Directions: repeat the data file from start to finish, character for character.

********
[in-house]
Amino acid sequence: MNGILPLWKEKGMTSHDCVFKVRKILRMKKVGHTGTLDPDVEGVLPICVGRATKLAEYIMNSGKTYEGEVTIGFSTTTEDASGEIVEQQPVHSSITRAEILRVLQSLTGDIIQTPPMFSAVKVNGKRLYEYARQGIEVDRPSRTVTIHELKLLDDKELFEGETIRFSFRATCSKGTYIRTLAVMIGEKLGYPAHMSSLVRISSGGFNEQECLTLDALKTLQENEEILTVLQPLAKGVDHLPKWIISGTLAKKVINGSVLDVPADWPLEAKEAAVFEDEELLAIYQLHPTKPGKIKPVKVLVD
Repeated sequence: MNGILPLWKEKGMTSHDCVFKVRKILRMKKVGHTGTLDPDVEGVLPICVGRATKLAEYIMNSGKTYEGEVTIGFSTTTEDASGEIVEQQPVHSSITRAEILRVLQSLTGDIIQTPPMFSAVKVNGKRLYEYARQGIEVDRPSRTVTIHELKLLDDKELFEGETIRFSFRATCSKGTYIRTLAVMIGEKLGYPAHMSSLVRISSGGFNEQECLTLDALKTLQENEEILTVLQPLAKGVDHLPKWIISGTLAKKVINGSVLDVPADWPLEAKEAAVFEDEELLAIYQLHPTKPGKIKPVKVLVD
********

[in-house]
Amino acid sequence: MNGILPLWKEKGMTSHDCVFKVRKILRMKKVGHTGTLDPDVEGVLPICVGRATKLAEYIMNSGKTYEGEVTIGFSTTTEDASGEIVEQQPVHSSITRAEILRVLQSLTGDIIQTPPMFSAVKVNGKRLYEYARQGIEVDRPSRTVTIHELKLLDDKELFEGETIRFSFRATCSKGTYIRTLAVMIGEKLGYPAHMSSLVRISSGGFNEQECLTLDALKTLQENEEILTVLQPLAKGVDHLPKWIISGTLAKKVINGSVLDVPADWPLEAKEAAVFEDEELLAIYQLHPTKPGKIKPVKVLVD
Repeated sequence: MNGILPLWKEKGMTSHDCVFKVRKILRMKKVGHTGTLDPDVEGVLPICVGRATKLAEYIMNSGKTYEGEVTIGFSTTTEDASGEIVEQQPVHSSITRAEILRVLQSLTGDIIQTPPMFSAVKVNGKRLYEYARQGIEVDRPSRTVTIHELKLLDDKELFEGETIRFSFRATCSKGTYIRTLAVMIGEKLGYPAHMSSLVRISSGGFNEQECLTLDALKTLQENEEILTVLQPLAKGVDHLPKWIISGTLAKKVINGSVLDVPADWPLEAKEAAVFEDEELLAIYQLHPTKPGKIKPVKVLVD